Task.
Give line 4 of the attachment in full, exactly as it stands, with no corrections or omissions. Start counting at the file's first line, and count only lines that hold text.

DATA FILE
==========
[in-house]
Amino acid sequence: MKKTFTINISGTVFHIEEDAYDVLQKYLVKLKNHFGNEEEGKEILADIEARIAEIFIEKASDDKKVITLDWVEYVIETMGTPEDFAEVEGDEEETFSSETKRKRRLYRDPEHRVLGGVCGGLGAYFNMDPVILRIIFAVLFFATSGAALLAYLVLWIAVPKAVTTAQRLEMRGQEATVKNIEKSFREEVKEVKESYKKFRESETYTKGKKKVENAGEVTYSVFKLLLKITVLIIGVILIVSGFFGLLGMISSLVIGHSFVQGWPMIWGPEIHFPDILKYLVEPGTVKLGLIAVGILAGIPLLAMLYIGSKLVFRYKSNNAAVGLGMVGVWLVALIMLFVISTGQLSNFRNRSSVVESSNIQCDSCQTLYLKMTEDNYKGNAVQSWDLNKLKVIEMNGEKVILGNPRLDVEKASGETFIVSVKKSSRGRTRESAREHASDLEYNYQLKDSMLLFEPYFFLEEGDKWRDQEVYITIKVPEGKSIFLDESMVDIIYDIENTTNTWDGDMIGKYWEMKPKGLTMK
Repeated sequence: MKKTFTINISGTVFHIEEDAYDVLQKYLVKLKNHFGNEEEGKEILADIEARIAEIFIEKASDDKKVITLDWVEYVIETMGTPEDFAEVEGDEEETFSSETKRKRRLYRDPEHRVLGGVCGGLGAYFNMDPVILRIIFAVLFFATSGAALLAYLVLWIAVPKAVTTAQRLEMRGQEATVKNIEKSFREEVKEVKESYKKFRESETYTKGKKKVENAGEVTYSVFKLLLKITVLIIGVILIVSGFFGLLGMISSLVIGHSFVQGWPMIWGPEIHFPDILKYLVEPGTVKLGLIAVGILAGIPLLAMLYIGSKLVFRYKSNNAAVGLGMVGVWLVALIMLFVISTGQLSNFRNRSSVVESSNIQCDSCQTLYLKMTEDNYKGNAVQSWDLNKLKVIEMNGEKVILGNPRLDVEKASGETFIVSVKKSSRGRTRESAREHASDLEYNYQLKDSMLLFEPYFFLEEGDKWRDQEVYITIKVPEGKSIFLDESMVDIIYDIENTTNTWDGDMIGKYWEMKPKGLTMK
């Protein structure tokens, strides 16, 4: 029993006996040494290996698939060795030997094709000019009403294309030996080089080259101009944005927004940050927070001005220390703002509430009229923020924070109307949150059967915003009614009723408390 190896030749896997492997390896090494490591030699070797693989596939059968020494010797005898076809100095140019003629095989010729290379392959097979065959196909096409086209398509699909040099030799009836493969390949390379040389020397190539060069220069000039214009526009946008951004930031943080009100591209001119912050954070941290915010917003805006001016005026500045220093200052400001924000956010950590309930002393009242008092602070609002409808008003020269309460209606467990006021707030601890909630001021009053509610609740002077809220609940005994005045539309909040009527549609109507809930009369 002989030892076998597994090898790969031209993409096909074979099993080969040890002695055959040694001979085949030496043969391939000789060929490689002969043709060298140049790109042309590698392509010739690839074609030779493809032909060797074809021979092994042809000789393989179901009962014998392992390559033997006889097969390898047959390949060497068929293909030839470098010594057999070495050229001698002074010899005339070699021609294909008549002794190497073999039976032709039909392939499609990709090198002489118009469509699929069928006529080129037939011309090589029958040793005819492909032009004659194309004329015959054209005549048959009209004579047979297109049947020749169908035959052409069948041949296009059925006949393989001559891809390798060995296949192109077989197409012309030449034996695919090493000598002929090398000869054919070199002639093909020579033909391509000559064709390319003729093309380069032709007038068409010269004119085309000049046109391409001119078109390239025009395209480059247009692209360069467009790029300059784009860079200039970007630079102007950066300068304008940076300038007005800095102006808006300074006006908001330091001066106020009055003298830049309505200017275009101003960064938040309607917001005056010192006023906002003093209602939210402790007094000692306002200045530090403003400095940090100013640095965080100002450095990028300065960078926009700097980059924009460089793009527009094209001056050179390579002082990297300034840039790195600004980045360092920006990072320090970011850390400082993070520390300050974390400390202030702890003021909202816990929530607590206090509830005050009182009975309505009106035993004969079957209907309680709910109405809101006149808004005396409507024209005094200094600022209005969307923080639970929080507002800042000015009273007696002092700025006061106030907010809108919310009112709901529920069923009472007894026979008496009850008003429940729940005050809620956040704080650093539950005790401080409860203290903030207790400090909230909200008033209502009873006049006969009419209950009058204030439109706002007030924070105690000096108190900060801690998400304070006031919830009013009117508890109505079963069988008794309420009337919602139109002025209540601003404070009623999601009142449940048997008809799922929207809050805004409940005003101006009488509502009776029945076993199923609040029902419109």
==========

């Protein structure tokens, strides 16, 4: 029993006996040494290996698939060795030997094709000019009403294309030996080089080259101009944005927004940050927070001005220390703002509430009229923020924070109307949150059967915003009614009723408390 190896030749896997492997390896090494490591030699070797693989596939059968020494010797005898076809100095140019003629095989010729290379392959097979065959196909096409086209398509699909040099030799009836493969390949390379040389020397190539060069220069000039214009526009946008951004930031943080009100591209001119912050954070941290915010917003805006001016005026500045220093200052400001924000956010950590309930002393009242008092602070609002409808008003020269309460209606467990006021707030601890909630001021009053509610609740002077809220609940005994005045539309909040009527549609109507809930009369 002989030892076998597994090898790969031209993409096909074979099993080969040890002695055959040694001979085949030496043969391939000789060929490689002969043709060298140049790109042309590698392509010739690839074609030779493809032909060797074809021979092994042809000789393989179901009962014998392992390559033997006889097969390898047959390949060497068929293909030839470098010594057999070495050229001698002074010899005339070699021609294909008549002794190497073999039976032709039909392939499609990709090198002489118009469509699929069928006529080129037939011309090589029958040793005819492909032009004659194309004329015959054209005549048959009209004579047979297109049947020749169908035959052409069948041949296009059925006949393989001559891809390798060995296949192109077989197409012309030449034996695919090493000598002929090398000869054919070199002639093909020579033909391509000559064709390319003729093309380069032709007038068409010269004119085309000049046109391409001119078109390239025009395209480059247009692209360069467009790029300059784009860079200039970007630079102007950066300068304008940076300038007005800095102006808006300074006006908001330091001066106020009055003298830049309505200017275009101003960064938040309607917001005056010192006023906002003093209602939210402790007094000692306002200045530090403003400095940090100013640095965080100002450095990028300065960078926009700097980059924009460089793009527009094209001056050179390579002082990297300034840039790195600004980045360092920006990072320090970011850390400082993070520390300050974390400390202030702890003021909202816990929530607590206090509830005050009182009975309505009106035993004969079957209907309680709910109405809101006149808004005396409507024209005094200094600022209005969307923080639970929080507002800042000015009273007696002092700025006061106030907010809108919310009112709901529920069923009472007894026979008496009850008003429940729940005050809620956040704080650093539950005790401080409860203290903030207790400090909230909200008033209502009873006049006969009419209950009058204030439109706002007030924070105690000096108190900060801690998400304070006031919830009013009117508890109505079963069988008794309420009337919602139109002025209540601003404070009623999601009142449940048997008809799922929207809050805004409940005003101006009488509502009776029945076993199923609040029902419109």